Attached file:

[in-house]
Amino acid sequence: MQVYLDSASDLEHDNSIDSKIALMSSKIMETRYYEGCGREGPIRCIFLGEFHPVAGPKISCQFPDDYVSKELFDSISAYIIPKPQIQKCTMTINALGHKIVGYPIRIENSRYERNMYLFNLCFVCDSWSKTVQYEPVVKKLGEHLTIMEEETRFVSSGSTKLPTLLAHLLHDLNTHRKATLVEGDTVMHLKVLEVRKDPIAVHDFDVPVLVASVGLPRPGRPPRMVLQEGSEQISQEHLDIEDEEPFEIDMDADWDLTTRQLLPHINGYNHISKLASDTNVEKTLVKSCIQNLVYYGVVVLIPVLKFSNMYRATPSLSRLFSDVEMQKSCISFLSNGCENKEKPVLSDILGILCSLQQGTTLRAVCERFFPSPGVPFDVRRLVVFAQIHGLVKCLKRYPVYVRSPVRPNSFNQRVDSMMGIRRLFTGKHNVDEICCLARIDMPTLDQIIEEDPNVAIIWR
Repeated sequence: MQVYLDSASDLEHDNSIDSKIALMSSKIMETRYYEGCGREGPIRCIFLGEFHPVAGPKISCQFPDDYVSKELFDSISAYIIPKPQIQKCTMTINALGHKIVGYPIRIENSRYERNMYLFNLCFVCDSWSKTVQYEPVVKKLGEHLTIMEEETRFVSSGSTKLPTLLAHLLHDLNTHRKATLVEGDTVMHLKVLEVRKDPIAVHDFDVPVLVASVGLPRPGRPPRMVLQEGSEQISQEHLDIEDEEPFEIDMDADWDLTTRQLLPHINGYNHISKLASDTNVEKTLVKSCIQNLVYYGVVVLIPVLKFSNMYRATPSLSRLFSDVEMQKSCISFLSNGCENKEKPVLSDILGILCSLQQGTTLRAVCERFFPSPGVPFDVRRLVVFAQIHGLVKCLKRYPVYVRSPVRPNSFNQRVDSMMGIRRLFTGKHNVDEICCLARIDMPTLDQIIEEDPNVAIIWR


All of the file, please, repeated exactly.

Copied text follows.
[in-house]
Amino acid sequence: MQVYLDSASDLEHDNSIDSKIALMSSKIMETRYYEGCGREGPIRCIFLGEFHPVAGPKISCQFPDDYVSKELFDSISAYIIPKPQIQKCTMTINALGHKIVGYPIRIENSRYERNMYLFNLCFVCDSWSKTVQYEPVVKKLGEHLTIMEEETRFVSSGSTKLPTLLAHLLHDLNTHRKATLVEGDTVMHLKVLEVRKDPIAVHDFDVPVLVASVGLPRPGRPPRMVLQEGSEQISQEHLDIEDEEPFEIDMDADWDLTTRQLLPHINGYNHISKLASDTNVEKTLVKSCIQNLVYYGVVVLIPVLKFSNMYRATPSLSRLFSDVEMQKSCISFLSNGCENKEKPVLSDILGILCSLQQGTTLRAVCERFFPSPGVPFDVRRLVVFAQIHGLVKCLKRYPVYVRSPVRPNSFNQRVDSMMGIRRLFTGKHNVDEICCLARIDMPTLDQIIEEDPNVAIIWR
Repeated sequence: MQVYLDSASDLEHDNSIDSKIALMSSKIMETRYYEGCGREGPIRCIFLGEFHPVAGPKISCQFPDDYVSKELFDSISAYIIPKPQIQKCTMTINALGHKIVGYPIRIENSRYERNMYLFNLCFVCDSWSKTVQYEPVVKKLGEHLTIMEEETRFVSSGSTKLPTLLAHLLHDLNTHRKATLVEGDTVMHLKVLEVRKDPIAVHDFDVPVLVASVGLPRPGRPPRMVLQEGSEQISQEHLDIEDEEPFEIDMDADWDLTTRQLLPHINGYNHISKLASDTNVEKTLVKSCIQNLVYYGVVVLIPVLKFSNMYRATPSLSRLFSDVEMQKSCISFLSNGCENKEKPVLSDILGILCSLQQGTTLRAVCERFFPSPGVPFDVRRLVVFAQIHGLVKCLKRYPVYVRSPVRPNSFNQRVDSMMGIRRLFTGKHNVDEICCLARIDMPTLDQIIEEDPNVAIIWR